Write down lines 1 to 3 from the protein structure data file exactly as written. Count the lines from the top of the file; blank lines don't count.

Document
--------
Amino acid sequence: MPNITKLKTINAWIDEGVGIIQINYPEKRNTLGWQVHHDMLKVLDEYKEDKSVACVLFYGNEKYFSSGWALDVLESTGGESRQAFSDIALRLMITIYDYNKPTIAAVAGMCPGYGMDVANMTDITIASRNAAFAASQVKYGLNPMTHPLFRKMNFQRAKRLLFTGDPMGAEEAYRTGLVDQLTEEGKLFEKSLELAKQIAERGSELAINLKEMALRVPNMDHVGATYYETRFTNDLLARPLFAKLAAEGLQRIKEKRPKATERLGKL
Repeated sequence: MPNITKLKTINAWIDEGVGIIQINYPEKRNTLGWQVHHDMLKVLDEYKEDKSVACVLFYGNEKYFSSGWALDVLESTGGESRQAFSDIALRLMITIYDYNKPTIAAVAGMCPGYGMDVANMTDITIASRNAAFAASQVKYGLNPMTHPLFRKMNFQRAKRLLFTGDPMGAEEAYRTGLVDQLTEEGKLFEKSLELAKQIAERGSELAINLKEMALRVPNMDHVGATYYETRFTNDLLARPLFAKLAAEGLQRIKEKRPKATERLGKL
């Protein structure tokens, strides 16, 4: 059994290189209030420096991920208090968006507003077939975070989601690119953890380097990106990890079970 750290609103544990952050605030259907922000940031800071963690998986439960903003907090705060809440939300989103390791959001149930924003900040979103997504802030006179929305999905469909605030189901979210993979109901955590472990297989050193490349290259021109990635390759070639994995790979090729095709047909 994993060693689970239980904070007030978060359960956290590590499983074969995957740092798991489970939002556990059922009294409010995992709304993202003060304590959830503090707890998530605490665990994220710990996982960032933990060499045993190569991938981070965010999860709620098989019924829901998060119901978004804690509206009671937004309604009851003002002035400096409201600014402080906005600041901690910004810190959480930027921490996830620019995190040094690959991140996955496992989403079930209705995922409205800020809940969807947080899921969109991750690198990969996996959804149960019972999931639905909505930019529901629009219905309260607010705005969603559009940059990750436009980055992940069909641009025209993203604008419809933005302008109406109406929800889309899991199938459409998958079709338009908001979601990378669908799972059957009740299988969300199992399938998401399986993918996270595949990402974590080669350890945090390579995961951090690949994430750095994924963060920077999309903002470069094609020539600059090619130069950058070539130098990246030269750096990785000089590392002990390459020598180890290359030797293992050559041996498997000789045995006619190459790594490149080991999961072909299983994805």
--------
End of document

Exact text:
Amino acid sequence: MPNITKLKTINAWIDEGVGIIQINYPEKRNTLGWQVHHDMLKVLDEYKEDKSVACVLFYGNEKYFSSGWALDVLESTGGESRQAFSDIALRLMITIYDYNKPTIAAVAGMCPGYGMDVANMTDITIASRNAAFAASQVKYGLNPMTHPLFRKMNFQRAKRLLFTGDPMGAEEAYRTGLVDQLTEEGKLFEKSLELAKQIAERGSELAINLKEMALRVPNMDHVGATYYETRFTNDLLARPLFAKLAAEGLQRIKEKRPKATERLGKL
Repeated sequence: MPNITKLKTINAWIDEGVGIIQINYPEKRNTLGWQVHHDMLKVLDEYKEDKSVACVLFYGNEKYFSSGWALDVLESTGGESRQAFSDIALRLMITIYDYNKPTIAAVAGMCPGYGMDVANMTDITIASRNAAFAASQVKYGLNPMTHPLFRKMNFQRAKRLLFTGDPMGAEEAYRTGLVDQLTEEGKLFEKSLELAKQIAERGSELAINLKEMALRVPNMDHVGATYYETRFTNDLLARPLFAKLAAEGLQRIKEKRPKATERLGKL
């Protein structure tokens, strides 16, 4: 059994290189209030420096991920208090968006507003077939975070989601690119953890380097990106990890079970 750290609103544990952050605030259907922000940031800071963690998986439960903003907090705060809440939300989103390791959001149930924003900040979103997504802030006179929305999905469909605030189901979210993979109901955590472990297989050193490349290259021109990635390759070639994995790979090729095709047909 994993060693689970239980904070007030978060359960956290590590499983074969995957740092798991489970939002556990059922009294409010995992709304993202003060304590959830503090707890998530605490665990994220710990996982960032933990060499045993190569991938981070965010999860709620098989019924829901998060119901978004804690509206009671937004309604009851003002002035400096409201600014402080906005600041901690910004810190959480930027921490996830620019995190040094690959991140996955496992989403079930209705995922409205800020809940969807947080899921969109991750690198990969996996959804149960019972999931639905909505930019529901629009219905309260607010705005969603559009940059990750436009980055992940069909641009025209993203604008419809933005302008109406109406929800889309899991199938459409998958079709338009908001979601990378669908799972059957009740299988969300199992399938998401399986993918996270595949990402974590080669350890945090390579995961951090690949994430750095994924963060920077999309903002470069094609020539600059090619130069950058070539130098990246030269750096990785000089590392002990390459020598180890290359030797293992050559041996498997000789045995006619190459790594490149080991999961072909299983994805």